Modern fishing reels are complex pieces of equipment. Take one apart and it looks much like an old-fashioned watch — lots and lots of tiny parts whose purpose is known only to a few select engineers.
Start each trip with a thorough cleaning. Gently rinse each reel to remove salt particles. Don′t loosen the drags yet and don′t use a lot of water pressure either to prevent forcing salt and dirt into internal components. If possible wash reels with warm soapy
After cleaning components are inspected before reassembly. If a part won′t endure a complete season it needs to be replaced. Items subject to normal wear and tear like plastic drag knobs are checked for stress cracks. Drag washers typically last a couple of years depending
Assemble the proper cleaning supplies. "We recommend a pan of hot water Simple Green cleaning compound Ronsonol Lighter Fluid TG's Rocket Fuel Hi-Speed Reel Oil Reel X and Super Lube Grease."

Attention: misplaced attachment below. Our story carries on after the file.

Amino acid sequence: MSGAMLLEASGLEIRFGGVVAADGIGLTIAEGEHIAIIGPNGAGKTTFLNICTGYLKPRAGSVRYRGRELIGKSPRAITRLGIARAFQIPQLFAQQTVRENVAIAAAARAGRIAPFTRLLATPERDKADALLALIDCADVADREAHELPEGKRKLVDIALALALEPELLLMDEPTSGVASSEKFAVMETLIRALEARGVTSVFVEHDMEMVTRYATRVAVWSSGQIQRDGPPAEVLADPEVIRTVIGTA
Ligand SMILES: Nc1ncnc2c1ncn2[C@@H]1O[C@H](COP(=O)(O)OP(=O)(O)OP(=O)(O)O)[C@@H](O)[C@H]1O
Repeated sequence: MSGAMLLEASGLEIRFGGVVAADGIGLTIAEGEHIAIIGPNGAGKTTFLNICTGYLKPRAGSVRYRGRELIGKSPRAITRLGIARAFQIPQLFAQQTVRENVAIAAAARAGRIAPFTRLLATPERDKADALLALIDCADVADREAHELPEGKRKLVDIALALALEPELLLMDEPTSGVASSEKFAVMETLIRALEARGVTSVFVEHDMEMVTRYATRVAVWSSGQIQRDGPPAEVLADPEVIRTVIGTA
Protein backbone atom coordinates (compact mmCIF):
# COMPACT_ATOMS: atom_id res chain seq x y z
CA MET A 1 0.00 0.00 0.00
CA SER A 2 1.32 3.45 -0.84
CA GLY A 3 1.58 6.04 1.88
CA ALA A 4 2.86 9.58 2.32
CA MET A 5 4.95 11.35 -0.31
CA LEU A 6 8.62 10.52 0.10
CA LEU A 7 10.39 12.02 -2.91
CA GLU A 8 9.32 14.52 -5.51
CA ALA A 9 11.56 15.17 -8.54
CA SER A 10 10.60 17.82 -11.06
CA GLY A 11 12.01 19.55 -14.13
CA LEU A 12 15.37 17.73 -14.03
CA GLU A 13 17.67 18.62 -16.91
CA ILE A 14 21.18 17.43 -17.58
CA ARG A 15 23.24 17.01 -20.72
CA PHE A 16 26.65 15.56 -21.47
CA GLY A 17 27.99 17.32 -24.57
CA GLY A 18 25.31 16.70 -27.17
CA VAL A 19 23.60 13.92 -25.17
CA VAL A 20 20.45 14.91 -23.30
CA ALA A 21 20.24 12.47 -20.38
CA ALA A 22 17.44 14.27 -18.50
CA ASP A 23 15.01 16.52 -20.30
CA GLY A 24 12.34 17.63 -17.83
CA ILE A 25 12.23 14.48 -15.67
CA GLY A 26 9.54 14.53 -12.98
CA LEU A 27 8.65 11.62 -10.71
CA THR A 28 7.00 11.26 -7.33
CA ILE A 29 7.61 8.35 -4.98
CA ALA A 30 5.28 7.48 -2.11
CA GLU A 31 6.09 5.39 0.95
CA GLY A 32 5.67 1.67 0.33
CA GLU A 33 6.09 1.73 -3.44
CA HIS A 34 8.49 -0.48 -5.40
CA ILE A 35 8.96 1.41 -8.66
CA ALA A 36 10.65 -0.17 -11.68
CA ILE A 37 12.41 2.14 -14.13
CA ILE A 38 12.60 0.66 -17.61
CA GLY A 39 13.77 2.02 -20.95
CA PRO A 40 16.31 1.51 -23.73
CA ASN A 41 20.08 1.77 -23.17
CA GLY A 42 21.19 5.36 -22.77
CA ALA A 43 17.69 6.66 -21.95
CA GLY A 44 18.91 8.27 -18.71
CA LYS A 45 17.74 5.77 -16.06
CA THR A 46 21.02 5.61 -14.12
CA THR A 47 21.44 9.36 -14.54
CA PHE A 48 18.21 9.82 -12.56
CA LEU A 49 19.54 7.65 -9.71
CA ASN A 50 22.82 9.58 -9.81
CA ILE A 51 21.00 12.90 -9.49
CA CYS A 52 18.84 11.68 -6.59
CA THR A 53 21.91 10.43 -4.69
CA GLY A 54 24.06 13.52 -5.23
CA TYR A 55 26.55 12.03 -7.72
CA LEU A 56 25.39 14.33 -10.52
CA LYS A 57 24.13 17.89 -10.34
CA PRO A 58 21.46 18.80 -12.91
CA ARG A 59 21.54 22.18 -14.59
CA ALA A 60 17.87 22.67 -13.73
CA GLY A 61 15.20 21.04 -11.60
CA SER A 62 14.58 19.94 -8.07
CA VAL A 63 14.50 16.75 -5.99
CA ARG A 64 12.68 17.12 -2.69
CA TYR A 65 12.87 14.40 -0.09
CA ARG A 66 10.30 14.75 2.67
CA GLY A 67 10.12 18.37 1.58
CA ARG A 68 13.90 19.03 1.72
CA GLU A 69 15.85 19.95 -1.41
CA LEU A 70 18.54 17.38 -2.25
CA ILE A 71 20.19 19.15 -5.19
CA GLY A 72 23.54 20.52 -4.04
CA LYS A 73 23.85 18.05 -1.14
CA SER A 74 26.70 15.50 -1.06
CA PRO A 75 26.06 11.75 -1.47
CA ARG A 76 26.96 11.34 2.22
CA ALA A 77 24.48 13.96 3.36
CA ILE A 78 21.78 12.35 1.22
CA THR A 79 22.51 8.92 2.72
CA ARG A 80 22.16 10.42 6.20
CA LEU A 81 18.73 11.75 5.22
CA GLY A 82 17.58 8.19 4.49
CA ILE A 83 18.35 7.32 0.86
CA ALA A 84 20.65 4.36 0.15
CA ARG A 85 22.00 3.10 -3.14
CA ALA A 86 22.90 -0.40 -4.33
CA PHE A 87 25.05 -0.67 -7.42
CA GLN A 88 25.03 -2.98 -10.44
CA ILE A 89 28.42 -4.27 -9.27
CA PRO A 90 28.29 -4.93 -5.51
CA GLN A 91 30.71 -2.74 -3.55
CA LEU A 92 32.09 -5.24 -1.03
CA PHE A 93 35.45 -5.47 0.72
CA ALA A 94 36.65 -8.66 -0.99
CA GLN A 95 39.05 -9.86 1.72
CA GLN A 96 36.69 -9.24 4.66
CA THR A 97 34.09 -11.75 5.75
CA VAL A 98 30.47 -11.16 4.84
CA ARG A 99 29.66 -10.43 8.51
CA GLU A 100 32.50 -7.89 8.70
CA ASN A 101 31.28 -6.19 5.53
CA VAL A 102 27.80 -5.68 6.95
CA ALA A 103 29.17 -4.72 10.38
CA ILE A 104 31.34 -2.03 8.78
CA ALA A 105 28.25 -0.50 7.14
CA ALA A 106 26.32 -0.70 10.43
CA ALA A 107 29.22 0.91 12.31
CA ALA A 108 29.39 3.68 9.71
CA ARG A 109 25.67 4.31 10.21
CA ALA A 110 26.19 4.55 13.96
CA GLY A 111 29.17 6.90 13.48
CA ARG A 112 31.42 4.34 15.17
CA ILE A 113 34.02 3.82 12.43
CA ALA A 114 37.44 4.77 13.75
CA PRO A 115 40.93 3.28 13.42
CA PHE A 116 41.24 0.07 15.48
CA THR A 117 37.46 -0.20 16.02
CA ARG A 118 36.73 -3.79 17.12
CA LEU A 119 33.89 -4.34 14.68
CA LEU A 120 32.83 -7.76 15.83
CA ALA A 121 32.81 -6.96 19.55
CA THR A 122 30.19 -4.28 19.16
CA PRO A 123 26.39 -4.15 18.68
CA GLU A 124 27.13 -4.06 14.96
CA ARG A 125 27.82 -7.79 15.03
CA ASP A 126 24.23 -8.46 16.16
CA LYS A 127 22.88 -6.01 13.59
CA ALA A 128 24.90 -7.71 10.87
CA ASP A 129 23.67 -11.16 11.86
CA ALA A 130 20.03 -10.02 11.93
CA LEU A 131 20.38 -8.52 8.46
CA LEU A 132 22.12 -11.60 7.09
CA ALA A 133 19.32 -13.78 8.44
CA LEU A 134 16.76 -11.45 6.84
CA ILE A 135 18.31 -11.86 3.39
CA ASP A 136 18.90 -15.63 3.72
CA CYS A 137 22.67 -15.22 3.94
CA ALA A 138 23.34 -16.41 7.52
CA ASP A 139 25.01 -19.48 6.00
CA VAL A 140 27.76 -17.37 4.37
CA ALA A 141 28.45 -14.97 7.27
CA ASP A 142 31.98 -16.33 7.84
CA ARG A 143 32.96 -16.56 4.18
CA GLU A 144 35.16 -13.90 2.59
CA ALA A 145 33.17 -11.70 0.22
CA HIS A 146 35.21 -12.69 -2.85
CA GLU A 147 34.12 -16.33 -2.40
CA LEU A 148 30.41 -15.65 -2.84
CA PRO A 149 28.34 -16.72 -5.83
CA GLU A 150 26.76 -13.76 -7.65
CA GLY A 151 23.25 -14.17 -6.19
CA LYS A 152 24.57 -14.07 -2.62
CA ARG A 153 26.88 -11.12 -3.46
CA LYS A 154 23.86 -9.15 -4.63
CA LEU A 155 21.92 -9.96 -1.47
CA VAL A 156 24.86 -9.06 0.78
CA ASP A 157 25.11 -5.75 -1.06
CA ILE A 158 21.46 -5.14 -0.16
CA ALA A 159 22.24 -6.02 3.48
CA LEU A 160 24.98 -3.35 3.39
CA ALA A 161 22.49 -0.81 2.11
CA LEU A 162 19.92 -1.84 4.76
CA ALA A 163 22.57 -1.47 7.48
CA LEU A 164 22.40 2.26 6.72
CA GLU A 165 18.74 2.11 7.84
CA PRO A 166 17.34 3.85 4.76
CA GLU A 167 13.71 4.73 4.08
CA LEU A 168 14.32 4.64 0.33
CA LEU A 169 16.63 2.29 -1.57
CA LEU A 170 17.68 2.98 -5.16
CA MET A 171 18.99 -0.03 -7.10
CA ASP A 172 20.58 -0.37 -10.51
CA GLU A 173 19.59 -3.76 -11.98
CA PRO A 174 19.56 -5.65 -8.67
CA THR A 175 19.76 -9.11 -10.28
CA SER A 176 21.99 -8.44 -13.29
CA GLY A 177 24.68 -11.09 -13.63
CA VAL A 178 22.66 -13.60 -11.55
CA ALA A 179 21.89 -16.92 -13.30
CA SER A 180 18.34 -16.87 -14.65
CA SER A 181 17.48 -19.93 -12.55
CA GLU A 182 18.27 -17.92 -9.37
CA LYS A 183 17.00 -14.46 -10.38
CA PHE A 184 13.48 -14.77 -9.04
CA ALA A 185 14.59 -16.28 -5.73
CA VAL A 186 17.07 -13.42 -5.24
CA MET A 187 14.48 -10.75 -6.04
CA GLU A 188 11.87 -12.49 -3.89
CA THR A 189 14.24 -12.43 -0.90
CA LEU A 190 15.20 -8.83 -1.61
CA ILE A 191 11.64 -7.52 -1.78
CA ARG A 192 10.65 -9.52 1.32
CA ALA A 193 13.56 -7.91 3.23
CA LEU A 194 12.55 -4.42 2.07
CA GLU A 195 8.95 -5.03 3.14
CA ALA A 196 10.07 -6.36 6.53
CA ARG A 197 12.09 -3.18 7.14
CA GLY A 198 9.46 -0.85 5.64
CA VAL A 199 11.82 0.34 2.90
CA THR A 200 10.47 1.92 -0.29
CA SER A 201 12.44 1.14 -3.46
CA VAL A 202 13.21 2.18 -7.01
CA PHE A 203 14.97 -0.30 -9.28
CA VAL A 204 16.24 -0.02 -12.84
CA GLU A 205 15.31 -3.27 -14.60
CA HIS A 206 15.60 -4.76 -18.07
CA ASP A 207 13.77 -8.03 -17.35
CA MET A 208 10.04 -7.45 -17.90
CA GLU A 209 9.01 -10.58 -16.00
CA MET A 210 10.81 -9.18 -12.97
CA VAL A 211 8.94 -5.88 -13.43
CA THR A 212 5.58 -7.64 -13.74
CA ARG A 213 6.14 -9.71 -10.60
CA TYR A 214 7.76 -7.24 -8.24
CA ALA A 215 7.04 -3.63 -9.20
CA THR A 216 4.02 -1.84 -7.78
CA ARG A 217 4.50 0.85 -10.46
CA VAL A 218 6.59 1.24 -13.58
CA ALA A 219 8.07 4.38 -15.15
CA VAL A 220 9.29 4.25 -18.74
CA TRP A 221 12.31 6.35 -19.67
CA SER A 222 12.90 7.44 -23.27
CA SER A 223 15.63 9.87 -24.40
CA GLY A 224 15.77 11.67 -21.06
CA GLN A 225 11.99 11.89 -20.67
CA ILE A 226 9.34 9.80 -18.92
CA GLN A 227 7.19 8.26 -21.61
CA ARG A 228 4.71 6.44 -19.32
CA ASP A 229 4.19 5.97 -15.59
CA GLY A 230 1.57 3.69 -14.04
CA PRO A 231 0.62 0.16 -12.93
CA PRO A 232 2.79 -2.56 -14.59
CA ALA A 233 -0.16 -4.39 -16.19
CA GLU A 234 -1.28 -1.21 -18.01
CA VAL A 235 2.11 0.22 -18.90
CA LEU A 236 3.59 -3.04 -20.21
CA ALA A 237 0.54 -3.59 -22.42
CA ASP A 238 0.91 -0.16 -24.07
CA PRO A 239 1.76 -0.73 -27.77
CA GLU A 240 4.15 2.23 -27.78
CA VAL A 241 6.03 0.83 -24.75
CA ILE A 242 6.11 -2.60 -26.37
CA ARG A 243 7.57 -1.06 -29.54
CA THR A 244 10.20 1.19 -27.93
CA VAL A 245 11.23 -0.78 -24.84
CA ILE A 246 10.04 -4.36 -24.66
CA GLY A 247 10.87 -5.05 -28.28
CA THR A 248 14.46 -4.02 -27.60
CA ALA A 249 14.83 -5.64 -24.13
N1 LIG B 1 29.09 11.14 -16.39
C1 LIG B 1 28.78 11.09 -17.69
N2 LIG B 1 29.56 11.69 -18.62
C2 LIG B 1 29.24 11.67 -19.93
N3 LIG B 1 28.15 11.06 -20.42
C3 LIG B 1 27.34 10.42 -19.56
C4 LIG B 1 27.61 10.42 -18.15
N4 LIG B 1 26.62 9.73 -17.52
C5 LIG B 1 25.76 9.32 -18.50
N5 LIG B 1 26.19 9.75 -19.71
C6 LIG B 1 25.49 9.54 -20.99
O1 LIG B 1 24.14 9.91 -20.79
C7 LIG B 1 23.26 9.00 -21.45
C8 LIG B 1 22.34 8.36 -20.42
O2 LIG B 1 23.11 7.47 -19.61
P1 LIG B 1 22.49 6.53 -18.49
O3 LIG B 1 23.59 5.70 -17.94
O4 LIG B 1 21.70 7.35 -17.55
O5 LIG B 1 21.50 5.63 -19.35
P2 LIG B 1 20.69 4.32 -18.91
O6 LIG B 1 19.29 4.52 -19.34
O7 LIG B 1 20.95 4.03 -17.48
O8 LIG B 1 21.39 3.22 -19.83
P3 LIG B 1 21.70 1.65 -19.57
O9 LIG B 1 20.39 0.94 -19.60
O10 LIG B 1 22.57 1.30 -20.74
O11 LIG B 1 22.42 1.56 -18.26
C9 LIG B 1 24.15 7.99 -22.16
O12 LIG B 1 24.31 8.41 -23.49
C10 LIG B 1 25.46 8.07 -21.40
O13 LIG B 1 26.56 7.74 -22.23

The drag system of your reel applies friction to the spool. This helps as you cast and while you are attempting to bait a fish particularly larger species. Older models traditionally have a fixed drag that cannot be adjusted spring and pawl drag systems for
Freshwater reels are for use around inland lakes streams and rivers while saltwater reels are for large bodies of water including oceans and bays. Reels come in three basic styles: casting spinning and fly fishing. Whether you′re after a largemouth bass or a wiley trout
Take your reel apart properly. "When you take your reel apart lay out the parts on a mat of some sort. Put a strip of masking tape under the line of parts and number each part as you remove it from the reel. That way
After cleaning wipe the reel down with a rag soaked with a protective coating like Aluma Guard Reel magic or WD-40. A light coating of liquid furniture polish will also work. Be careful to avoid contact with the line or handle grips.
Assemble the proper tools before you begin. "You'll need two small screwdrivers — a slot head and a Phillips — along with a pair of tweezers and an old toothbrush. If you have the wrench and parts list that came with your reel keep them
Never put metal against metal. "Never put metal to metal when working on your reel. All reel parts are designed metal to fiber. Remember that."
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